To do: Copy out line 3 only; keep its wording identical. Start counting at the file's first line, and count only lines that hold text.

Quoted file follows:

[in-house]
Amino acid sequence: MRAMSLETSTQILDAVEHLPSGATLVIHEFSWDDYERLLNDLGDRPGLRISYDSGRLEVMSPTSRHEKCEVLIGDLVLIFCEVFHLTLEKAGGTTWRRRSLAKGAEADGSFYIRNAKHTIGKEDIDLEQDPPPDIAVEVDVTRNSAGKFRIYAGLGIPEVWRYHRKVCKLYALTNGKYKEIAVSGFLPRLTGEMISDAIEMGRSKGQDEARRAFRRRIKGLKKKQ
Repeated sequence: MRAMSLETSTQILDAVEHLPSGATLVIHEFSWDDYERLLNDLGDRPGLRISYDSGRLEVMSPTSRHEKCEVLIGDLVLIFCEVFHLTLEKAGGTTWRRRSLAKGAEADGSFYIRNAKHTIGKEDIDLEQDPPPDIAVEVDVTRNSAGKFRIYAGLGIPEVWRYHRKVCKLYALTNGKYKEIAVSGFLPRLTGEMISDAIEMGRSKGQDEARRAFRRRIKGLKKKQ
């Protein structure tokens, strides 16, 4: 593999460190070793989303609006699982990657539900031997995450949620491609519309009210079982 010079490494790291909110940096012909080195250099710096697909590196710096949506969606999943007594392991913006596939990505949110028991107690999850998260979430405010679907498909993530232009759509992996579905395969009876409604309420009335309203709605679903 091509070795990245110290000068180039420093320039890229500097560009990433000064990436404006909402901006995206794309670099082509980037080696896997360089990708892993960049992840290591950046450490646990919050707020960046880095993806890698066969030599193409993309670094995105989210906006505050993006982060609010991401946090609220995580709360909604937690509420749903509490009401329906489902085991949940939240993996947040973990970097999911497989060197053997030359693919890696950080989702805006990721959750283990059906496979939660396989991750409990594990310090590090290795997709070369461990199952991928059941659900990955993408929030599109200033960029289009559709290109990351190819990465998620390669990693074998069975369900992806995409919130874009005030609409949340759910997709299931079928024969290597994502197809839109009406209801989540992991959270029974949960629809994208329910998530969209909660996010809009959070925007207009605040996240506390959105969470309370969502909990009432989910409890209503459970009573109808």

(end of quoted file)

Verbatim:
Repeated sequence: MRAMSLETSTQILDAVEHLPSGATLVIHEFSWDDYERLLNDLGDRPGLRISYDSGRLEVMSPTSRHEKCEVLIGDLVLIFCEVFHLTLEKAGGTTWRRRSLAKGAEADGSFYIRNAKHTIGKEDIDLEQDPPPDIAVEVDVTRNSAGKFRIYAGLGIPEVWRYHRKVCKLYALTNGKYKEIAVSGFLPRLTGEMISDAIEMGRSKGQDEARRAFRRRIKGLKKKQ